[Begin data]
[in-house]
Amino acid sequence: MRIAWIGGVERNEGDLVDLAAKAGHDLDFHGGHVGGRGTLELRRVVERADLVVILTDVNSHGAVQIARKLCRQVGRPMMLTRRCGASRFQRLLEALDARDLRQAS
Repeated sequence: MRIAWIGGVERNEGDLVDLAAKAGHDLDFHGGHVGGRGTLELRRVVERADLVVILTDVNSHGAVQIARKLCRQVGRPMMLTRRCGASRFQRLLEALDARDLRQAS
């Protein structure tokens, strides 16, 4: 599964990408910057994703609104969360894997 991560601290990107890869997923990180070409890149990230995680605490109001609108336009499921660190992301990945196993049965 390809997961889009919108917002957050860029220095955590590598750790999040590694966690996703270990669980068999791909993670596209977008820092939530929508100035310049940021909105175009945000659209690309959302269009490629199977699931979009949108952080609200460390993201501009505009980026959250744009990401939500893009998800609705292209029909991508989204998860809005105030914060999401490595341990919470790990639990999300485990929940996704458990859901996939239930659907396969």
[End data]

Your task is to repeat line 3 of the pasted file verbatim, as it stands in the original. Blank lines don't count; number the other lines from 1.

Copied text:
Repeated sequence: MRIAWIGGVERNEGDLVDLAAKAGHDLDFHGGHVGGRGTLELRRVVERADLVVILTDVNSHGAVQIARKLCRQVGRPMMLTRRCGASRFQRLLEALDARDLRQAS